Shingeki no Bahamut: Virgin Soul – 21

Alessand goes through a lot of emotions as he stalks and kills Mugaro. There’s some excitement and satisfaction he’s proven his “worth” to the Onyx Soldiers, but also a crushing guilt and self-hatred. He is truly a fallen knight. He failed the test.

He also fails to get out undetected; Favaro spots him fleeing the scene of the crime, but rather than give chase, he takes Mugaro to Rita, who tries despretely in vain to save his life as everyone around watches, including Nina, who had been previously so distracted by her own woes.

It wouldn’t be much of a drama if Rita could’ve so easily saved Mugaro, so he dies, and the group is scattered and lost as a result. After grieving, Jeanne returns to the Land of the Gods with Sofiel and purpose.

Azazel—at times a father, brother, and friend to Mugaro—also storms off, after his hunch about one of Kaisar’s subordinates being responsible is proven true by Favaro.

And naturally, Alessand doesn’t get what he bargained for. He has the blood of a holy child on his hands, but when the Onyx commander shows what being an Onyx soldier really means—becoming host to a life-sucking stone that leads to an agonizing half-life—he immediately balks. I must say, Alessand has gone from harmless buffoon to loathsome wretch in shockingly short order.

Up in the LotG, Gabriel rejoices at the return of Sofiel and Jeanne, but also pained by the news of the loss of El. Never mind; the time for mourning is over, as far as Jeanne is concerned. Sofiel transforms her into a holy warrior, and they prepare to return to the surface world in force to exact their revenge.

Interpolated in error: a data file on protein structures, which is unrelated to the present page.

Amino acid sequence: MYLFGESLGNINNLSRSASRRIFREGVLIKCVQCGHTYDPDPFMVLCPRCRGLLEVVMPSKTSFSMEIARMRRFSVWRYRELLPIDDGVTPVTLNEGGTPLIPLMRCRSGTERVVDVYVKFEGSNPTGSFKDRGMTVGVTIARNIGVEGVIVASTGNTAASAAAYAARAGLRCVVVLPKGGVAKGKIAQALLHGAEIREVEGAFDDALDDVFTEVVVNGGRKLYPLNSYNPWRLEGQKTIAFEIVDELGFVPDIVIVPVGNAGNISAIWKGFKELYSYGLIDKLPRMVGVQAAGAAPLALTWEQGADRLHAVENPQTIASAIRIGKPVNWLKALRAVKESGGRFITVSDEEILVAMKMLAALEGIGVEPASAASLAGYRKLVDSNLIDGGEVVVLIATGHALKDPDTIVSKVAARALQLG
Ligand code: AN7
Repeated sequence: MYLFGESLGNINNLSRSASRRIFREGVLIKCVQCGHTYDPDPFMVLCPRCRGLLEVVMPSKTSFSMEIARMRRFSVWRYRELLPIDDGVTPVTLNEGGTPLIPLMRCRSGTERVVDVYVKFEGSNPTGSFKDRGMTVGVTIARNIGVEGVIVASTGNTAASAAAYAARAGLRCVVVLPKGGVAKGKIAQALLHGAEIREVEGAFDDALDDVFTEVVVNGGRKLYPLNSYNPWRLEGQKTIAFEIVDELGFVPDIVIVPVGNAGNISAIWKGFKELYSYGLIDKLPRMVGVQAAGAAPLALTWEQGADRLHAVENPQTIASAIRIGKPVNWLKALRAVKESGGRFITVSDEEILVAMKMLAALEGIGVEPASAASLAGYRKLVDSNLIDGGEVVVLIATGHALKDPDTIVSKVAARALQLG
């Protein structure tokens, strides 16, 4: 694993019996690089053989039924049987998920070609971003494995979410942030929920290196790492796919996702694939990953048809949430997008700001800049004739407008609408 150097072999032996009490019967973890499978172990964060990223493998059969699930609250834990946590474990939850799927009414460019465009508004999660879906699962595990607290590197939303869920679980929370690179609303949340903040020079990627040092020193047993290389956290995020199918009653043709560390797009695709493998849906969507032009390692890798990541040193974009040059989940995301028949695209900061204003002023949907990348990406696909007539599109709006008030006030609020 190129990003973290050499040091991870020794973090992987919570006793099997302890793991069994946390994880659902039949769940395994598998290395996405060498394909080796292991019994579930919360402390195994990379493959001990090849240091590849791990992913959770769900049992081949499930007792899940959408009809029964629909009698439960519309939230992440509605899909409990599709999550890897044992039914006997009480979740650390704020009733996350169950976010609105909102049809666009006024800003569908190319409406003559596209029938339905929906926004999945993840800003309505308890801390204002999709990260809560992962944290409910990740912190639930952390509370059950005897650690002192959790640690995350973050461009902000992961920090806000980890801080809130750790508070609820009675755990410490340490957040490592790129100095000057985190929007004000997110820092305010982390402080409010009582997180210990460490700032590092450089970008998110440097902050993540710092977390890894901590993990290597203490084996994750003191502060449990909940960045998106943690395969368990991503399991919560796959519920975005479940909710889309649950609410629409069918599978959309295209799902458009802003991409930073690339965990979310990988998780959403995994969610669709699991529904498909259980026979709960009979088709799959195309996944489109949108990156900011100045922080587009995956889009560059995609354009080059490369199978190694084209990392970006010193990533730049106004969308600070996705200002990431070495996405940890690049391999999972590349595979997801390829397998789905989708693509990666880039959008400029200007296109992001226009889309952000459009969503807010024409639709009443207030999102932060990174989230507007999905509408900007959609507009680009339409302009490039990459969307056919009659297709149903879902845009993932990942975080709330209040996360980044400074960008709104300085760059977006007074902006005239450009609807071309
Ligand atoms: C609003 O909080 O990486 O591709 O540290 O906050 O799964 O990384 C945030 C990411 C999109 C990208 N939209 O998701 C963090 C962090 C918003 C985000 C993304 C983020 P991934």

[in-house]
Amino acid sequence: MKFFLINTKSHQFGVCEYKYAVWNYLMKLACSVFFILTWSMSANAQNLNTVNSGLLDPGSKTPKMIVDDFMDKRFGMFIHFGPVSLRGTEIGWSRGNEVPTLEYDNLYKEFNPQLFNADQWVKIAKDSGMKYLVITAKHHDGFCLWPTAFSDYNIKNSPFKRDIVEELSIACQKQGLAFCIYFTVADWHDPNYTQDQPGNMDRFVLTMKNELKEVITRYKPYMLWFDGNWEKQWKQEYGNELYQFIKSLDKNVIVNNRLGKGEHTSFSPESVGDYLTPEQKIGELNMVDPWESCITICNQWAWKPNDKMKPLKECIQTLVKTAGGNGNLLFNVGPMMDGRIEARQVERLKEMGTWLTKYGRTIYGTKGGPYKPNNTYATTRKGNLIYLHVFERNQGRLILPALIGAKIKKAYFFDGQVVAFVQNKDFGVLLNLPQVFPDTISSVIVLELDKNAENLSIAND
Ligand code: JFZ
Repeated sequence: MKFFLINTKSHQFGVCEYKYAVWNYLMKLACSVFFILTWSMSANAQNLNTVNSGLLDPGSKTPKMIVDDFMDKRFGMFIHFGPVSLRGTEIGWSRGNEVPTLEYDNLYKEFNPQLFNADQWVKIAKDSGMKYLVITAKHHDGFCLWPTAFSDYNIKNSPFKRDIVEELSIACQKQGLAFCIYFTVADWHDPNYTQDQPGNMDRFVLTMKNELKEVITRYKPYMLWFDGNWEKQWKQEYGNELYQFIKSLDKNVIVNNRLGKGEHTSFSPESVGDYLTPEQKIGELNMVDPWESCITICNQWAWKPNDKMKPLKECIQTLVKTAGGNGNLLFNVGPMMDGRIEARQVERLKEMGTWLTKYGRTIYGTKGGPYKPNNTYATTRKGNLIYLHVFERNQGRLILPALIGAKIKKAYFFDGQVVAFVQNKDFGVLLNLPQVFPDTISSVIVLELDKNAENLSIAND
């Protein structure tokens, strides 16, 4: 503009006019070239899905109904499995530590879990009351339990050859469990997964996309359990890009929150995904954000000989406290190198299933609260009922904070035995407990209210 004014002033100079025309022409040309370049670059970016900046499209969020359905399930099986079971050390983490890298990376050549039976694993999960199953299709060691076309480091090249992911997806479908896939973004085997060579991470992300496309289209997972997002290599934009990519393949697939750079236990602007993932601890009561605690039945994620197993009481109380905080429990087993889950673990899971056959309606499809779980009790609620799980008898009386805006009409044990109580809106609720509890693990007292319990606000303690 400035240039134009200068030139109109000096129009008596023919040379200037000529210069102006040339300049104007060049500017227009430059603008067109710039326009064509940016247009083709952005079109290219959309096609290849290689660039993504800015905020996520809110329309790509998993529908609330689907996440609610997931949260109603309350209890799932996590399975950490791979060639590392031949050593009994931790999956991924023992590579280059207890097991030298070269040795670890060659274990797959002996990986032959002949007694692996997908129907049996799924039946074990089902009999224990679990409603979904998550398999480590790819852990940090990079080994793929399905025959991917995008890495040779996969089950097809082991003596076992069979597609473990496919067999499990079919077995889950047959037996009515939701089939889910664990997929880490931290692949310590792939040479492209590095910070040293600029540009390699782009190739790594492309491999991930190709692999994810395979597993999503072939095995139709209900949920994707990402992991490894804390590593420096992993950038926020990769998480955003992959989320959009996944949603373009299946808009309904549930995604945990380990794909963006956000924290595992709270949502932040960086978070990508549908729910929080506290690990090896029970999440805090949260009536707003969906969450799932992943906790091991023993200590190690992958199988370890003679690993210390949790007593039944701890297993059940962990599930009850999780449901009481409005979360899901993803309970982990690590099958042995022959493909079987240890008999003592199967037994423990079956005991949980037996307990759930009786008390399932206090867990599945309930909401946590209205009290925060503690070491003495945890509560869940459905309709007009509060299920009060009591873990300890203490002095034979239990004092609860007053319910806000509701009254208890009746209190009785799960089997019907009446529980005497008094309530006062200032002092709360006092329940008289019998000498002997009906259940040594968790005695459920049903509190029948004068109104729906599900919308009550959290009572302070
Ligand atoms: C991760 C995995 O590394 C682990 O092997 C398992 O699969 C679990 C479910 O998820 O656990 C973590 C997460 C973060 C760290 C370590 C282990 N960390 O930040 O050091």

Azazel has less luck, at least initially, with his superior Lucifer, and Azzy has to take a book to the face, but he eventually convinces him that Jeanne is indeed moving against Charioce, and there will never be a better time to strike. Whether any kind of coordination is in the cards, we’ll have to see.

And then we have Nina. Ever since Mugaro’s death, her demeanor has been muted, and she admits to feeling numb; like Titus Andronicus, she hath not another tear to shed. She cleans and cleans until, while cleaning Bacchus’ wagon, she finds Mugaro’s dress, and the tears begin to pour, as she recalls raw anguish similar to when her dear father died.

After her good long cathartic cry, Favaro visits her in the wagon, but has no certain answers to her questions. When Nina gets up and shows her face, Favaro is surprised to see it’s no longer soaked with tears; instead, she wears a face of stern determination; of focus.

Like Azazel, like Jeanne, she’s done crying. And if Charioce will continue to hurt and kill her friends, she’ll take it upon herself to stop him, no matter what it takes. Not long thereafter, Jeanne speaks to the people from on high: rise up against the mad king who killed her only child and intends to kill many more.

Advertisements

Author: braverade

Hannah Brave is a staff writer for RABUJOI.

One thought on “Shingeki no Bahamut: Virgin Soul – 21”

  1. Freaking finally. Not sure Nina FINALLY coming to realize that Charioce is a monster makes up for wasting half of what was otherwise a very good series with a very good cast on that toilet-bomb of a relationship, but it’s a start. That said, they spent so much time on it that I also have a hard time believe that they’ll just pull a full 180 and have her stop caring about him and him be a full villain who just dies at the end at this point.

    Really, it’s just unfortunate. It’s a good show, and a good cast. Nina is a fun heroine, and Charioce is a compelling villain, but the weird attempt to run half the show around their relationship (like Romeo and Juliet if Romeo was Hitler) was just a poor decision that will always weigh this sequel down.

Comments are closed.